What was it about 50s and 60s London that made it such a huge force in the creative arts - fashion, music, photography, art? "The 50's and 60's were great days for fashions changing and  songs being written in a different way. Although the Beatles were amazing I do think they started the dubious trend of everybody believing they could write songs. As a result the singer/songwriter phenomenon has been a mixed bag; very hit and miss. Some terrific talents have come to the fore but some mediocre ones as well."
So looking back on the sixties, what are your fondest memories from those times and what did the sixties teach you? "When I think of the sixties I think of youth and enthusiasm. A time when we believed everything was possible."



  Andrew Lloyd Webber

Matt Monro



  Bernie Taupin

John Barry


Who does Don consider as the leading 'movers and shakers' of the sixties in any fields of the creative arts? And what about today? "The Beatles, Dylan, Presley,...the usual suspects. What I think we are lacking today are truly great entertainers. I miss Frank Sinatra, Sammy Davis and Dean Martin and a whole bunch of people who knew how to connect with an audience. It's tough to think of anyone around today who grips you like those guys did - and they did it with humour."

Can Don choose three of his songs that are his favourites? Why these? "When people ask me what are my favourite songs I usually think of the circumstances in which they were written.  I like Tell Me On A Sunday because it was one of the first ballads I wrote with Andrew and I have happy memories. Also, On Days Like These from the film The Italian Job. It gave me the chance to work with Quincy Jones and the irreplaceable Matt Monro. I'm also fond of To Sir With Love - it was such fun working with Lulu on that film."




I always consider lyricists and songwriters as reflectors of emotion who are able to make us feel a particular mood from their words and music. So what makes Don laugh, what makes him angry, what makes him sad and what makes him hopeful? "Thankfully, I do not get angry very often, especially about business. I think it's  very draining to get uptight about the state of the music industry. Every generation has it's heroes, change is inevitable, and that's a good thing. I am hopeful for the future because you can't keep talent down. I would like to make an observation. All the great stars - like Frank, Sammy, Dean, Streisand, etc. had one thing in common - they didn't write their own songs. It would be nice to see some emerging singers who sing other people's songs. I think we would get a lot better quality."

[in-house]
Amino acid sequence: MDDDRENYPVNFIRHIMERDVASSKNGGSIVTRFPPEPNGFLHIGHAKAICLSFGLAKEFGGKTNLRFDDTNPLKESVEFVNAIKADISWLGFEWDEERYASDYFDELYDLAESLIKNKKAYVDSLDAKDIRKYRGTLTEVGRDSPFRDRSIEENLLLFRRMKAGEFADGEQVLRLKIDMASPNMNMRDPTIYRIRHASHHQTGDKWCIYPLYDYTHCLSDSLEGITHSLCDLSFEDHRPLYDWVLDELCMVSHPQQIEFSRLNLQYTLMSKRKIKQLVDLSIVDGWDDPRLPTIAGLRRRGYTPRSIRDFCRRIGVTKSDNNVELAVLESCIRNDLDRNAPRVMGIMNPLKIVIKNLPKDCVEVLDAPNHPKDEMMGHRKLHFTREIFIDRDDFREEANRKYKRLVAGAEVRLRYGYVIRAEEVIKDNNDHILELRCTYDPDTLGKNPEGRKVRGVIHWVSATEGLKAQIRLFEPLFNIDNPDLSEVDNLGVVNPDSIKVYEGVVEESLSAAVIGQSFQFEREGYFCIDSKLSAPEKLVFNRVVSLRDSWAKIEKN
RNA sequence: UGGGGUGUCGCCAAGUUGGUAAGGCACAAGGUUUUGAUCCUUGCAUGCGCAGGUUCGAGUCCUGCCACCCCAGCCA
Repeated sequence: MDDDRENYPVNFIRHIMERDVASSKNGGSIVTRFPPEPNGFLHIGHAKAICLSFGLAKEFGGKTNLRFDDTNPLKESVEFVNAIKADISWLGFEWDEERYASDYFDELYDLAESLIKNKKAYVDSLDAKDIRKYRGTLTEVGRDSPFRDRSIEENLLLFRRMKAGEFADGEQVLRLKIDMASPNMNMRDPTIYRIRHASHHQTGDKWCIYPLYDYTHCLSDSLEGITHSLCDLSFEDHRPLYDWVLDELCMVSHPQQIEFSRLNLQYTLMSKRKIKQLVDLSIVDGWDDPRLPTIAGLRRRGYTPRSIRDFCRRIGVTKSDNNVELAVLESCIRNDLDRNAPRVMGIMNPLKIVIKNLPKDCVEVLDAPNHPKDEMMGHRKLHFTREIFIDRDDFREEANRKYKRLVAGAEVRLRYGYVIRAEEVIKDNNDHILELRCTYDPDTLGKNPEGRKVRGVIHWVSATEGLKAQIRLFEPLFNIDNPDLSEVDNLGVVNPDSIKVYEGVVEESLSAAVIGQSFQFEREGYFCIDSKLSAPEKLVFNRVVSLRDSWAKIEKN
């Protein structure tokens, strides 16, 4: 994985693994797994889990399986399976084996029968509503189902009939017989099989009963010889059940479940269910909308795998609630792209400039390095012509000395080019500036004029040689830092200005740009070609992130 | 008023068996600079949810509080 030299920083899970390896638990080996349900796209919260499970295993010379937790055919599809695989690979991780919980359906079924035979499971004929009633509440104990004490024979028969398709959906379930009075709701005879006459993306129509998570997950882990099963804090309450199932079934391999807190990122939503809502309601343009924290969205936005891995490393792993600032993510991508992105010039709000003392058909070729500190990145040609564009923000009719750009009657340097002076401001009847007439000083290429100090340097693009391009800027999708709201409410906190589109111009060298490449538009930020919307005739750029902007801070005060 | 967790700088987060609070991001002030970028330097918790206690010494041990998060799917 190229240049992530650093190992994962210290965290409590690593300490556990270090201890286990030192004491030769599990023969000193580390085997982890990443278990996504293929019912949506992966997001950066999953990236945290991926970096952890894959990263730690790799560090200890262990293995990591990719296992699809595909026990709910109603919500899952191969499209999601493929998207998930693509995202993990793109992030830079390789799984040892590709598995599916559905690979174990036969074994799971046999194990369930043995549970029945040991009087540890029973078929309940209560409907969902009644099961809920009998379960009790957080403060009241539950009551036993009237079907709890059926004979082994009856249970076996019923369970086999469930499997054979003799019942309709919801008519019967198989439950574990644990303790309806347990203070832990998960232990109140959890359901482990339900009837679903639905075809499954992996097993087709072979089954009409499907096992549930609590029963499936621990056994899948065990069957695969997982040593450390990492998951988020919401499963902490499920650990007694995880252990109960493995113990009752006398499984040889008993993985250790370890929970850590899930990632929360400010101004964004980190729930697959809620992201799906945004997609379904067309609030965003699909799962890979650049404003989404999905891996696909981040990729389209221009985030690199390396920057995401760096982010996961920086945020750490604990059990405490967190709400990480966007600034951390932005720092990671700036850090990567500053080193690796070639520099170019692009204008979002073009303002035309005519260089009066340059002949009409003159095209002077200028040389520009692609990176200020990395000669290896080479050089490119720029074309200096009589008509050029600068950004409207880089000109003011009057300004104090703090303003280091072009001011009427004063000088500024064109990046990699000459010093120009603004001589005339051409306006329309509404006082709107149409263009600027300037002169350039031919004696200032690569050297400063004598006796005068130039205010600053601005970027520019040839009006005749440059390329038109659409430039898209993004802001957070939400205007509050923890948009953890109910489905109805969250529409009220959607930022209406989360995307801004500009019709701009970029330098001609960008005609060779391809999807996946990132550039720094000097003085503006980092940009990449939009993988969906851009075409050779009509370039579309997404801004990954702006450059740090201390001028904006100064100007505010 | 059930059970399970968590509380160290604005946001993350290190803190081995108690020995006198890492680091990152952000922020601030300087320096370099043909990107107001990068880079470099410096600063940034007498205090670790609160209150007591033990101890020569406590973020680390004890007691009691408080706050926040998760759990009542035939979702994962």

What are Don's happiest memories of his association with the late, great Matt Monro? "As far as Matt is concerned I could write a book about him and neither of us has time! Let's just say he was the most remarkable singer this country has ever produced and the most down to earth. He was truly gifted. Although we were together for close to thirty years it's the small details I remember most clearly - the curry dinners, the games of pontoon, his ready laugh. He was one of the great performers of his generation... I could go on and on. I loved the man."

When asked if he can give us any examples of any lyrics Don has banished to the waste bin, Don declines my daft question gracefully.  It was only out of a kind of morbid curiosity that I wanted to see what might not have been considered Grade A material, but we will never know!



 Cole Porter

Sammy Cahn



Finally I ask Don who are the best songwriters and lyricists of all time in his view? "Lyric writing, when it's done properly, is very difficult. I once compared it with doing your own root-canal work. My favourites are too numerous to mention but here's a few: Johnny Mercer, Larry Hart, Oscar Hammerstein, Stephen Sondheim, Frank Loesser, Sammy Cahn, Jerry Herman, Cole Porter, Ira Gershwin, Irving Berlin, etc. "

To my mind, music, as life itself, is a cyclical thing and trends and fads come and go, but I'm hopeful that there will always be a place for well-crafted, intelligent, emotive and meaningful words to a song.



I would like to thank the very busy Don for his kind cooperation with this interview.

For further reading and reference:

Don's website, , has a wealth of information about Don.

Don's listing on the Internet Movie Database:

The Born Free Foundation:

Lulu Website:

Matt Monro Website:

Andrew Lloyd Webber's website:

John Barry website:




Don Black interview.